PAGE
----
So, Mike has been fostering a beagle dog and her four little pups for the past three weeks or so. They are so cute. Luckily, the canines all already have homes but they all just needed a place to stay until the pups are six weeks old, so they can travel to NYC. Mike got a call from the lady who had told us about the pups we rescued a few months ago asking if he'd be willing to foster them because homes had been found for them, but they were currently in an animal control center and about to euthanized. Since they had homes, he agreed. A volunteer got them from animal control and brought them to the house.
The mother's name is Georgia and each one of her pups have been given names of cities from Georgia. For example, Savannah is one the female pups' name. I don't know all of the names (apparently this was already done when Mike got them). But they're very cute. See for yourself:
I know there is a problem with pet overpopulation, but I hate that animal control centers euthanize animals so indiscriminately - doesn't matter the type, age, background, circumstance, etc - if an animal is in the center for X amount of days/hours it gets put down. If it weren't for animal rescue groups, a lot of these animals would've died and missed out on living a happy, healthy and purposeful life -- improving the quality of life of a senior, helping a physically challenged person with daily living, and/or making a family feel complete. Animal control does not take any steps to help relocate the animal or to see if the animal might actually be a lost pet.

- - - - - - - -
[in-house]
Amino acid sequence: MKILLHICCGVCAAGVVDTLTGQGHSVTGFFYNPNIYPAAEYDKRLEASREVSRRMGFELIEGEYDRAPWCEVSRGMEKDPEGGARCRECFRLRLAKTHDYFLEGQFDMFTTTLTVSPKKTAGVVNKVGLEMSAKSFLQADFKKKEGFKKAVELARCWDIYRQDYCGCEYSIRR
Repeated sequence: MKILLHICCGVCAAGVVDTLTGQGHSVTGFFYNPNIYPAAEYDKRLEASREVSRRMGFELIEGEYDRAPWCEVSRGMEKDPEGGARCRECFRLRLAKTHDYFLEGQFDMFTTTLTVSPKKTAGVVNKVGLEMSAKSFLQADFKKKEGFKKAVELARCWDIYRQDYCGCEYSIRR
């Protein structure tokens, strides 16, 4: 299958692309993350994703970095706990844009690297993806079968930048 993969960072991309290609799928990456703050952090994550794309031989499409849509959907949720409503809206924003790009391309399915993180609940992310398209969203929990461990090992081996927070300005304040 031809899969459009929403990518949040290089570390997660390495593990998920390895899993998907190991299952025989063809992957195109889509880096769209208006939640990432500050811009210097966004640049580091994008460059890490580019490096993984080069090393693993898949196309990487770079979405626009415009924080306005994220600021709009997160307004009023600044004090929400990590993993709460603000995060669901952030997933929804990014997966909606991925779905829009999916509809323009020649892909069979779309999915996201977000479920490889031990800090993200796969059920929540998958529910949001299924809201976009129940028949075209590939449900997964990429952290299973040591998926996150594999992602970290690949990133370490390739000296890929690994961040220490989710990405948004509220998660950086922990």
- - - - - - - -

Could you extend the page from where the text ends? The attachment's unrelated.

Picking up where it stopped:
I'm glad there are animal rescue groups exist, but I think it's also our responsibility as pet owners and pet lovers to do our part in reducing pet over population. Be sure to get your pet spayed or neutered. If you have neighbors or friends who need help with this, give it (spaying/neutering) to them as a gift. We've had several neighborhood strays spayed/neutered. There are many affordable ways to get animals (including the "at-risk" neighbor's "pet") "fixed." A couple places to check out are: SPAY - USA and the American Humane Society.
With the holidays approaching, a lot of people will be giving puppies or kittens as a gift, including our new President-elect. Please considering adopting from your local animal control center and encourage others to do the same. (Please note that sometimes there is a difference between an animal control center and an animal shelter.) Most animal control centers are funded by the local government whereas a lot of animal shelters are nonprofit organizations, funded by individual donors and/or grants. Please start your search at your local animal control center (this is where they euthanize the animals if they are not adopted within X amount of time), then move to your local animal shelter if you are unable to find the pet that meets your needs.
Other possible gifts are time (through volunteerism) and money/supplies. There are several ways to volunteer your time: 1) become a foster home for a pet in transition, 2) help out at a local shelter - great opportunity for family volunteer time and giving back to the community or, 3) help a rescue group by trying to locate homes for displaced pets. Shelters are in continual need of money and supplies. If you have resources but no time, write a check to a local no-kill animal shelter and/or drop off a load of supplies (be sure to call and see what their specific need is at the time), most of the time the donations are tax deductible - based on the shelter. Below are a few links you might find helpful: